Government to erect Lee ‘Scratch’ Perry bust in Hanover – Grange


The government has announced plans to erect a bust of the late Lee ‘Scratch’ Perry in his hometown of Hanover.

The announcement was made in a tribute from Culture, Gender, Entertainment and Sports Minister Olivia Grange, which was read by Tamika Davis, MP for Hanover Western, at the grave during Thursday’s brief funeral. for reggae icon. .

Perry was buried on family land in Cauldwell, Hanover.

“To his widow, Mirella, (his) children, brothers and sisters and other relatives, I intend to pay homage to him with a bust which will be erected in Hanover in homage to one of the greatest sons of the parish , as part of Jamaica’s 60 Diamond Jubilee celebrations, ”Davis said as part of Grange’s tribute to Perry.

Grange added: “I am saddened by his transition, but at the same time grateful for the enduring monuments – his music, his hits, his personality, his fashion, his philosophy.”

The Grammy Award-winning Jamaican music pioneer died in August at Noel Holmes Hospital in Lucea, Hanover, after battling the disease for some time.

Perry was 85.

‘Scratch’ Perry was one of the greatest producers in the annals of reggae music. Born in March 1936, he could not read or write music, but he was noted for his intuitive ear, innovative studio techniques and a brilliant, offbeat production style.

An eccentric genius, he is known for recording garden instruments for rhythms, burying microphones under trees for different sounds, blowing ganja smoke on tapes, and even playing tapes backwards.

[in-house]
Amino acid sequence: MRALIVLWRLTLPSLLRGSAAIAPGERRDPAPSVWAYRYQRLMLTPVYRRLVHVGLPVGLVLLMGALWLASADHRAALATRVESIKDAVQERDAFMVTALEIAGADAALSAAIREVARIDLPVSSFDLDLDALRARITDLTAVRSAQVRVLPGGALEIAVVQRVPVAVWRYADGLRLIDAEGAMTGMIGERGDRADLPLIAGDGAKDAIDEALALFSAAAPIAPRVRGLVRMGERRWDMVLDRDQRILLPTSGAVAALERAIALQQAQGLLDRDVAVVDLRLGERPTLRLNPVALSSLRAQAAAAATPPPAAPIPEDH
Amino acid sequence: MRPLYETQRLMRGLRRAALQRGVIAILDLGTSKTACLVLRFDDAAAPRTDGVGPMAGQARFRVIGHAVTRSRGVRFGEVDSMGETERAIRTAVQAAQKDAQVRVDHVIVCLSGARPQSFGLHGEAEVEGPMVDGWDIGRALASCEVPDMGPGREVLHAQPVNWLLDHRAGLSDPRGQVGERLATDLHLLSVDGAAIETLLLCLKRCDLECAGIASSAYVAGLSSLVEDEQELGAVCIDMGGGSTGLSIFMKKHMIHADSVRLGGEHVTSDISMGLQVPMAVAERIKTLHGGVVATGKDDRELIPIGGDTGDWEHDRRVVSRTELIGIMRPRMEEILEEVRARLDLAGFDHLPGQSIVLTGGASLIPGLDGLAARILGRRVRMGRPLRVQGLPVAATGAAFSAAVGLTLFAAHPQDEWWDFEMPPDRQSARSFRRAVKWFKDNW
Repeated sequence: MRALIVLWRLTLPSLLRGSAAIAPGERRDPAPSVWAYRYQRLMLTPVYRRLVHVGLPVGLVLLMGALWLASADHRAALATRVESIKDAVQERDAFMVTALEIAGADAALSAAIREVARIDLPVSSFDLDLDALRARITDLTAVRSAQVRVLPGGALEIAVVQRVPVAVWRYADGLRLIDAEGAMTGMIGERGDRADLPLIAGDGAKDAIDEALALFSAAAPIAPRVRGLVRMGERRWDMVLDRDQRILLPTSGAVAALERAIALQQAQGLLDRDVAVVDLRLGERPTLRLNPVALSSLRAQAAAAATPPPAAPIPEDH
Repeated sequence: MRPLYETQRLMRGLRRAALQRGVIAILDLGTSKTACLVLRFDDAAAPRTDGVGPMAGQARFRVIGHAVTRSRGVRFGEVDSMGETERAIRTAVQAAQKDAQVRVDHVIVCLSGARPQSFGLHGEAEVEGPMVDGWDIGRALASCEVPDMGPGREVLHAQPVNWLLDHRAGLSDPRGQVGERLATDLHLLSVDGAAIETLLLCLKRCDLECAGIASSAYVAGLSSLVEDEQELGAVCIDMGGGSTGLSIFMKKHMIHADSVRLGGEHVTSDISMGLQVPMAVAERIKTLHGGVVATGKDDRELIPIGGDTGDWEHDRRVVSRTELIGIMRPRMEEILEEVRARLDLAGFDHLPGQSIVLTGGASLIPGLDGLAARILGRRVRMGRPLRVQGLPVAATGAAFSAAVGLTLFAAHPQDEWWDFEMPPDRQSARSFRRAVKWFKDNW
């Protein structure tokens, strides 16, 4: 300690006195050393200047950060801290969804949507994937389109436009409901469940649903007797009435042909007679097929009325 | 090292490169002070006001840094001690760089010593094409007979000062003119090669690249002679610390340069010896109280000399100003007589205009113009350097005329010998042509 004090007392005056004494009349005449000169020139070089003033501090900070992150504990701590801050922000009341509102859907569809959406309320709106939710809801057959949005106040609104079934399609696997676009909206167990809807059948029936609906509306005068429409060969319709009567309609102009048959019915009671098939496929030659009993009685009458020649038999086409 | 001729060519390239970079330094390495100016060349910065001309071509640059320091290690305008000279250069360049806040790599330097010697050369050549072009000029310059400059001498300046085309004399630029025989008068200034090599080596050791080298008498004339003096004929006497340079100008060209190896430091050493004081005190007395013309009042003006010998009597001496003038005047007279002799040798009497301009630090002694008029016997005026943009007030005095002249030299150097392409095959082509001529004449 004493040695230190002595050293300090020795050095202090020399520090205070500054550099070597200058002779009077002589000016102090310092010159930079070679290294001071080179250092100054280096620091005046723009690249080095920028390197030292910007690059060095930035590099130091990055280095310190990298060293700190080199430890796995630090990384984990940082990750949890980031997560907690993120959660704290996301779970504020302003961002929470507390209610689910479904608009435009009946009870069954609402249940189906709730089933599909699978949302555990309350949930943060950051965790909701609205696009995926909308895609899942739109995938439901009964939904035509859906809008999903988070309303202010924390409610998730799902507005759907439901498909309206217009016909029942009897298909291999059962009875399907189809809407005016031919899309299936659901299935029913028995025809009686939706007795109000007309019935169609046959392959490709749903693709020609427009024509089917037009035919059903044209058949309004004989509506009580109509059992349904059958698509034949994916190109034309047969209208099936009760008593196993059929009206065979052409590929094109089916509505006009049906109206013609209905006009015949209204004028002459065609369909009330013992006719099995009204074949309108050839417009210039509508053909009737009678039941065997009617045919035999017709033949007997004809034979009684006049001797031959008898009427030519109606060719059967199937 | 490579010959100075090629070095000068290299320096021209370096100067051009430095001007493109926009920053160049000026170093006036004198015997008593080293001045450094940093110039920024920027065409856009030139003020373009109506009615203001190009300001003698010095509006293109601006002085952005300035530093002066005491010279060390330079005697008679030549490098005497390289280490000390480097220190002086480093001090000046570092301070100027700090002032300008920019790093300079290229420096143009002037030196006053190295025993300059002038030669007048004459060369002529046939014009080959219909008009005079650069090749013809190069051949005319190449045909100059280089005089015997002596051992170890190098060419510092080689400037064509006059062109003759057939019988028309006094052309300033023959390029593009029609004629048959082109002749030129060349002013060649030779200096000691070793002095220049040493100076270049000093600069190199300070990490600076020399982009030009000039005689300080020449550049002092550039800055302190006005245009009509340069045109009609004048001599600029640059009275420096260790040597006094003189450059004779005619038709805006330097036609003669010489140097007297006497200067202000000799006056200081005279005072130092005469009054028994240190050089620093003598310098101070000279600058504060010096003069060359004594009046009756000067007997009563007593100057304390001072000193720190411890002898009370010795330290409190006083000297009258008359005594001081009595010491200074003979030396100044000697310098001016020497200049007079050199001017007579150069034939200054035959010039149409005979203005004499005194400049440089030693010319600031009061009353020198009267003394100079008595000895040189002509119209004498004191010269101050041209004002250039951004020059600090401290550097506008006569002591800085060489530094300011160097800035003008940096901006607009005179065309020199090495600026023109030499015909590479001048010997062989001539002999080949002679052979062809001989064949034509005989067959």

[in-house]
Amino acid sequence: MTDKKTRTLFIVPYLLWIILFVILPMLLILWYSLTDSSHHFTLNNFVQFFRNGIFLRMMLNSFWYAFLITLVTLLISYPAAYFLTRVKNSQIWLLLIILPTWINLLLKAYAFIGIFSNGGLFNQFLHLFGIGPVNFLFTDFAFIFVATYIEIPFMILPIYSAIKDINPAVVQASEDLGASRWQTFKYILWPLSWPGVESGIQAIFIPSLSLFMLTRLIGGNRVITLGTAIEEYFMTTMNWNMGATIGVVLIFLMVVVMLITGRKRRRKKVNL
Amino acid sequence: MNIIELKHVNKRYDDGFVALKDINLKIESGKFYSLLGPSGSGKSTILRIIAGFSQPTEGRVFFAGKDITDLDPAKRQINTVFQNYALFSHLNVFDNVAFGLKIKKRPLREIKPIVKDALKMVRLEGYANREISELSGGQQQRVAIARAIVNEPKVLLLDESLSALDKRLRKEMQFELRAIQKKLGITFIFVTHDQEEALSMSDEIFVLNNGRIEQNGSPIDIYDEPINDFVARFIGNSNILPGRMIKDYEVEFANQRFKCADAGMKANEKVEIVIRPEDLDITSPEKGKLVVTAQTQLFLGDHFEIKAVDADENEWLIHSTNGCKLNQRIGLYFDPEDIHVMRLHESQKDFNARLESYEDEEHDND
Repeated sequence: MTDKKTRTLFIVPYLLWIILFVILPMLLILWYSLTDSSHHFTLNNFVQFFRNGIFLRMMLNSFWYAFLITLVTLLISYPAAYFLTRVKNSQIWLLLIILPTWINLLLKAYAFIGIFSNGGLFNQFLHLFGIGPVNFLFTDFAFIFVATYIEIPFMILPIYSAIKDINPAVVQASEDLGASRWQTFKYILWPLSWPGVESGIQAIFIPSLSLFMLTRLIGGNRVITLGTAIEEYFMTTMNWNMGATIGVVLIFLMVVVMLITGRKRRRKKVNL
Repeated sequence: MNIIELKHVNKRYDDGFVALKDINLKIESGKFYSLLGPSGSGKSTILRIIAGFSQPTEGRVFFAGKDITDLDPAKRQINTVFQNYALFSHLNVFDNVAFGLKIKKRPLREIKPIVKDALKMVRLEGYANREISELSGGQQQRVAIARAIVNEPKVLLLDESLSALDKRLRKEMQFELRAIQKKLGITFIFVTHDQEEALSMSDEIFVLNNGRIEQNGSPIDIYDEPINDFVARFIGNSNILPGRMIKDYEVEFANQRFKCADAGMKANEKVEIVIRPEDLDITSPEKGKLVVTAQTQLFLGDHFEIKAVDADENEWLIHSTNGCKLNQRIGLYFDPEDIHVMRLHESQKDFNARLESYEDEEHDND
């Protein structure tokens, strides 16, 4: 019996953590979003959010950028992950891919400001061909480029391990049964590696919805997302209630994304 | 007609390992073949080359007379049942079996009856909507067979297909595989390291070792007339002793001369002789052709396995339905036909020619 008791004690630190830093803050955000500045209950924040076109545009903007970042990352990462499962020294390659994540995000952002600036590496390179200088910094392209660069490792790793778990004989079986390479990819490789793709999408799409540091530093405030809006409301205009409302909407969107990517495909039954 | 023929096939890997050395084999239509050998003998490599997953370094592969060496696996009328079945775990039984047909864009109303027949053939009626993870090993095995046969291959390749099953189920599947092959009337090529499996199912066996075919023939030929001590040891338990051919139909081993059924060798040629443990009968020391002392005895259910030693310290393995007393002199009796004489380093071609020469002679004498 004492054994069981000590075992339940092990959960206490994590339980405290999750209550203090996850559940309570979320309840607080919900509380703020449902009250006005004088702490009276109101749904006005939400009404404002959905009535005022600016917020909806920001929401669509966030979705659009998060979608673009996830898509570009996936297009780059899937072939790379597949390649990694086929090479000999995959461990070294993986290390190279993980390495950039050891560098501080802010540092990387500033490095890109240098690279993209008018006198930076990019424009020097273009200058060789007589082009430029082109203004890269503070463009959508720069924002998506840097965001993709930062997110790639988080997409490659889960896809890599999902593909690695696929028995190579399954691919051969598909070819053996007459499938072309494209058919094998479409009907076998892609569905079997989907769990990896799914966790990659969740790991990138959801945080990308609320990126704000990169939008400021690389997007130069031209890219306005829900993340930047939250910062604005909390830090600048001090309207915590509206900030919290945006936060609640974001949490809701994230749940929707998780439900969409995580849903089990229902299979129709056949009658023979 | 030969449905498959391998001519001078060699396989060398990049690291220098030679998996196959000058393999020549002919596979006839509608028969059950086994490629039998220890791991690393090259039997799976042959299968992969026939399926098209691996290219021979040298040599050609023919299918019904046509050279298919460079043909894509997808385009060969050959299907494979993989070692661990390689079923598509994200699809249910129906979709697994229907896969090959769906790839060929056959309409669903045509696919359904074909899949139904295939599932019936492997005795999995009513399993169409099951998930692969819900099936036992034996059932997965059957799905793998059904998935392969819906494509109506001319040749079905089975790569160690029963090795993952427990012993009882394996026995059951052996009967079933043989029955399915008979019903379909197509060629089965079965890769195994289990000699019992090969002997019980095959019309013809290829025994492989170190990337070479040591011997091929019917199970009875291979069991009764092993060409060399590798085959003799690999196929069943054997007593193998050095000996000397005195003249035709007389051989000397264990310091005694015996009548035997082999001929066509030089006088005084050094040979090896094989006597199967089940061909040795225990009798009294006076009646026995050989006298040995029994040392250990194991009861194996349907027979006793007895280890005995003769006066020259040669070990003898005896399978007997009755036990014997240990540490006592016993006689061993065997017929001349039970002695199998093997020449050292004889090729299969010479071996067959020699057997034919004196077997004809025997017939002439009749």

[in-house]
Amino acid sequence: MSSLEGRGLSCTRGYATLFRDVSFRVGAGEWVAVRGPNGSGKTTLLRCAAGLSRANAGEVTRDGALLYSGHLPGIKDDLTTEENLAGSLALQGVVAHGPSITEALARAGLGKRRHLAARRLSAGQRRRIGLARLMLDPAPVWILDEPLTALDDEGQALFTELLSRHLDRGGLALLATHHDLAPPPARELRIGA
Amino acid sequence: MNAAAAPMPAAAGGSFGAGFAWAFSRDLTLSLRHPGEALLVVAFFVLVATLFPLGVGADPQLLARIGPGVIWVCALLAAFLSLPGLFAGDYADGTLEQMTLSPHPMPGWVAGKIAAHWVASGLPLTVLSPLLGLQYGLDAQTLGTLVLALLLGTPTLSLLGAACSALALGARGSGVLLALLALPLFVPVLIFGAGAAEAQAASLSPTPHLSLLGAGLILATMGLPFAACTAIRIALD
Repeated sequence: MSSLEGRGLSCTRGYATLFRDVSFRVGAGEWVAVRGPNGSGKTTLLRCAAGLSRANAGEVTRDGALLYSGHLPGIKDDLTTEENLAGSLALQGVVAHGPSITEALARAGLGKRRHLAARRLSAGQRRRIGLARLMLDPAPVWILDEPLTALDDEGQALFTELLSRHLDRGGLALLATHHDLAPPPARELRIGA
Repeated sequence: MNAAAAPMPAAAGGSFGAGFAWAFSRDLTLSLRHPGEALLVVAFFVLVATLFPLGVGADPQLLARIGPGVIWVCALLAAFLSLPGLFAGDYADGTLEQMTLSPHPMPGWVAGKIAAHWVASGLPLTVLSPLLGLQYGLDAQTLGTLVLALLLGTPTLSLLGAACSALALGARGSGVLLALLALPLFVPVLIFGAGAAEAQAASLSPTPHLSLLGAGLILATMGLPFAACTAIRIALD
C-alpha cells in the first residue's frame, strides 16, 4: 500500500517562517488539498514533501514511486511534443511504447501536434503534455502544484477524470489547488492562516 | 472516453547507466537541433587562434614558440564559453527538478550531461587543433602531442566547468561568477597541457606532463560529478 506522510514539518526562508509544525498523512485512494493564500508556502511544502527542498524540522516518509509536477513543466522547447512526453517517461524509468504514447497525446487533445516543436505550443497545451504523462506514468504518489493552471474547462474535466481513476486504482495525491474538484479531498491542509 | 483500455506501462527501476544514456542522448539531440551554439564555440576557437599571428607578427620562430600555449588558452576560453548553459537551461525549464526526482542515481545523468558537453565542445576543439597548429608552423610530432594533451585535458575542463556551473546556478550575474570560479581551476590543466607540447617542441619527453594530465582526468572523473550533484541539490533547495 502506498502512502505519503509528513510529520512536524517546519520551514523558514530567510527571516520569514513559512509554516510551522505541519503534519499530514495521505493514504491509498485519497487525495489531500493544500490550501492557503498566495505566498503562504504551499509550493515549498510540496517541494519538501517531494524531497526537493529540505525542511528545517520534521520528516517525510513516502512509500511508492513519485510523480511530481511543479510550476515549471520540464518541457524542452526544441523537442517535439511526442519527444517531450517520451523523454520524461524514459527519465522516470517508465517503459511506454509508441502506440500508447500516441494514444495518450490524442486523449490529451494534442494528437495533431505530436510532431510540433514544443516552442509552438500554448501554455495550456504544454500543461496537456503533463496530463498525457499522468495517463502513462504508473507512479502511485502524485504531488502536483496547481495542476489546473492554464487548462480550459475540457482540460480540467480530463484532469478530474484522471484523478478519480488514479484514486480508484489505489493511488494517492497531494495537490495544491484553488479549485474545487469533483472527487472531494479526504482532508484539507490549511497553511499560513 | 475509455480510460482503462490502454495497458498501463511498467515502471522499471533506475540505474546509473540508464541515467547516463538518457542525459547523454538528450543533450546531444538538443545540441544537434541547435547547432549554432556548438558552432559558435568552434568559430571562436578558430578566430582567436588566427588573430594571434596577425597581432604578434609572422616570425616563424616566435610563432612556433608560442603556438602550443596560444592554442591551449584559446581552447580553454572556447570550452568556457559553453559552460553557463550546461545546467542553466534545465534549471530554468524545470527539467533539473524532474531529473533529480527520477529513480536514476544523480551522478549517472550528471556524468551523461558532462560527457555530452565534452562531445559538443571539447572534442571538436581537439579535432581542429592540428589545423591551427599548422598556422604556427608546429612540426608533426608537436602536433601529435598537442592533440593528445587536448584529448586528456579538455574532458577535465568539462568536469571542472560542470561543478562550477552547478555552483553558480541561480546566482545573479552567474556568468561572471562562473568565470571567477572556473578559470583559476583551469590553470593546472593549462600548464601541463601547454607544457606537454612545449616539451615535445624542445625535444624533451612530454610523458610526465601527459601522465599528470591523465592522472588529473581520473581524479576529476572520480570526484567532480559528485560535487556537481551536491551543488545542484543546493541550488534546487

Perry pioneered the development of dub music in the 1970s with his early adoption of remixing and studio effects to create new instrumental or vocal versions of existing reggae tracks.

He has worked with and produced for a wide variety of artists, including Bob Marley and the Wailers, Junior Murvin, the Congos, Max Romeo, the Beastie Boys and the Orb.

He produced over 1,000 recordings during his career. These included some of the best early recordings from Bob Marley and the Wailers, such as the albums’ Soul Rebel ‘and’ Soul Revolution ‘, as well as’ Small Ax’, ‘Duppy Conqueror’, ‘Jah Live’, ‘Punky Reggae Singles Party ‘and’ Rastaman Live Up ‘.

Perry was the recipient of a national honor, the Order of Distinction in Officer Rank.

He won a Reggae Grammy Award in 2002 for the album ‘Jamaican ET’. He has been nominated four more times – in 2014 for ‘Back on the Controls’; “Revelation” in 2010; “Repentance” in 2008; and “The End of an American Dream” in 2007.

He is known for his songs including “Dreadlocks in Moonlight”, “Curly Locks”, “City Too Hot” and “I Am A Mad Man”.

Perry, originally from Kendal in Hanover, lived in Switzerland for several years, returning to reside in Negril, Jamaica in January 2021, declaring that Switzerland was “too cold”.


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